Sunday, November 2, 2014

Everyone's Entitled

I’m getting emails from LinkedIn offering me the opportunity to “hear what Influencers have to say.” Featured in the email are “a ghostwriter speaker,“ “a bestselling writer about habit…,” “a trainer and nonprofit innovator,” Richard Branson, and Arianna Huffington.
Do I have Influencer Huffington confused with another Arianna Huffington? The one I remember was the wife of a conservative politician who ran a deep-pockets campaign for a Senate seat and lost. I’ve looked into her background a bit; through Wikipedia, (admittedly, not always the most reliable source in the world, but I would expect any gross misrepresentations to have been litigated by now) and a profile in The New Yorker. 
Politically, according to Wikipedia, she supported Newt Gingrich and led a campaign that vilified President Clinton in staggeringly personal terms. She’s a liberal now. Literarily, she apparently survived three accusations of plagiarism, one of which she settled. She’s a publishing guru today. She reached the rarefied height of “LinkedIn Influencer” in 2012. The New Yorker article (October 13, 2008) is generally sympathetic but has some telling quotes from acquaintances.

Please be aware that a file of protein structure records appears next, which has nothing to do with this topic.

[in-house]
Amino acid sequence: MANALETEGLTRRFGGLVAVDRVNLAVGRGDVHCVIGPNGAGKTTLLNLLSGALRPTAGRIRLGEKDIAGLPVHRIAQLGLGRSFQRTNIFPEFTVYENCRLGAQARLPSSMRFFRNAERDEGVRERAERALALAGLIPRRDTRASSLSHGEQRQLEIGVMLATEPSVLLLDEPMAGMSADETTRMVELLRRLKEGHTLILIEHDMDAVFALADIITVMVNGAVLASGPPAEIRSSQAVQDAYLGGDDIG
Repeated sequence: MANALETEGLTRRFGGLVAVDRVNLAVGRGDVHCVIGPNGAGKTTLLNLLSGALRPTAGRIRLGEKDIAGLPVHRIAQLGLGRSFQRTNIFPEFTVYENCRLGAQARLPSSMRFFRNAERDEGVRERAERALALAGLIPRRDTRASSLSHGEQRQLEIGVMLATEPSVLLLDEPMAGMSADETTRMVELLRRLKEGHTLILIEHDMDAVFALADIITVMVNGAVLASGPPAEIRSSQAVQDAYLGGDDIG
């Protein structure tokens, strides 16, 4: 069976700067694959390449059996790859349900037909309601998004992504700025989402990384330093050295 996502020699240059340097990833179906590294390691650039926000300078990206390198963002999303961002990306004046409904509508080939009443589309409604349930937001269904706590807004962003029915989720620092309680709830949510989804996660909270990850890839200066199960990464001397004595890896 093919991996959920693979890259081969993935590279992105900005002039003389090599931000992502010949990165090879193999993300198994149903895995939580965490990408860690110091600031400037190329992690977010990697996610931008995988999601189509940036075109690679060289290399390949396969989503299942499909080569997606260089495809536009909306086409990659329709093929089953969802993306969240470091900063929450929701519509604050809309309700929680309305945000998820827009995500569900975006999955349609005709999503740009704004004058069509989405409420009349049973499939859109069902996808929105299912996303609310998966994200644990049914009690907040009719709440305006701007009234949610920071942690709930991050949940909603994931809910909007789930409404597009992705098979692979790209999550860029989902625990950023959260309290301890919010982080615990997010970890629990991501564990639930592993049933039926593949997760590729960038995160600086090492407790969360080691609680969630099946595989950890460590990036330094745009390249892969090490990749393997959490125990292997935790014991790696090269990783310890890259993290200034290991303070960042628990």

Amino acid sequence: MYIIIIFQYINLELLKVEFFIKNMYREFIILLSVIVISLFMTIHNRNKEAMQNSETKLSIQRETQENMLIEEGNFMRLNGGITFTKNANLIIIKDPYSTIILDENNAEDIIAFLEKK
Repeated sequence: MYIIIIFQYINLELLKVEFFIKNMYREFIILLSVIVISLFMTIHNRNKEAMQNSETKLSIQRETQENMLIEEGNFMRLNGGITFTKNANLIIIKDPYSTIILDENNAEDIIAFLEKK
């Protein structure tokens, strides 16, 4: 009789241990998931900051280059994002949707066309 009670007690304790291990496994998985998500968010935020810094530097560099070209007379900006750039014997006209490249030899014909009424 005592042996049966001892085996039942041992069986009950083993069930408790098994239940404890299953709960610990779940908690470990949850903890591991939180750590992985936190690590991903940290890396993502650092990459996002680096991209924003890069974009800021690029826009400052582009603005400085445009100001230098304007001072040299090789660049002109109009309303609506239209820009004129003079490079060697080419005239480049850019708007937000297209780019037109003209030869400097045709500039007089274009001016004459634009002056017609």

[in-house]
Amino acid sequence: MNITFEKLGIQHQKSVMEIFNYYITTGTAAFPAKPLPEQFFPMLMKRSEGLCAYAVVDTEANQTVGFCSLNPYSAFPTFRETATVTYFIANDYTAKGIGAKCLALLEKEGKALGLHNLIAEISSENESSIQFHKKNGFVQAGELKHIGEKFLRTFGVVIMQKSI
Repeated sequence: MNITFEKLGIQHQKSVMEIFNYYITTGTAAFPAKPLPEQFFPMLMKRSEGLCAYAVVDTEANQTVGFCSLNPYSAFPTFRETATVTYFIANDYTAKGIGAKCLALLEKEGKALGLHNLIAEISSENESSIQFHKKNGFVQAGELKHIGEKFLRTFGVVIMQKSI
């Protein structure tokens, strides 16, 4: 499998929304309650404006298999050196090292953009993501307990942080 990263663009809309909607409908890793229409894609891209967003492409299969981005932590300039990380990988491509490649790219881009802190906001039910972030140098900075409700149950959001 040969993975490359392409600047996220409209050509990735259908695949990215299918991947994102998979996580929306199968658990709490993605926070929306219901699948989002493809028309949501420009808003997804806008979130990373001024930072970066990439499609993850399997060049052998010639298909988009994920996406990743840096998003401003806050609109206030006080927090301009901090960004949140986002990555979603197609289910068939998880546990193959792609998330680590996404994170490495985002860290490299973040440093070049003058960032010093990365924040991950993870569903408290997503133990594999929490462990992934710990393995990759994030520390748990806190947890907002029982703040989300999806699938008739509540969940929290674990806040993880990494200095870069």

I suppose someone who switches from our party to the opposition is a turncoat, and someone who does the reverse has “seen the error of his or her ways.” Probably apocryphal, but Abraham Lincoln was supposed to have argued the opposite sides of two similar cases on the same day in his lawyer years, explaining that he believed he was right in the morning but he was sure he was right in the afternoon. With all the conservative bullhorns out there I suppose I shouldn’t carp about someone talking up the liberal side, no matter how recently or circuitously arrived at.       A great lesson in chutzpah, though.

Still, think how lucky we are to have “Influencers“ -- people who know more than the rest of us and will take some of their valuable time to tell us that. 

Since the whole basis of social media, as I’ve come to understand it, is conversation, and conversation is a two-way process, and we’re already being invited to hear what they have to say, then Influencers must be open to hearing what we have to say. 

Before LinkedIn I didn’t know it was OK to approach someone who doesn’t know you at all and shove your opinion at him or her or ask for help or free professional advice, but LinkedIn has changed that. So -- who better to go to, if you’re starting an airline, for example, than Sir Richard? or for adjusting your political attitude, than Arianna? The great part is, an Influencer can hardly refuse you help; noblesse oblige is a guiding principle for the titled nobility.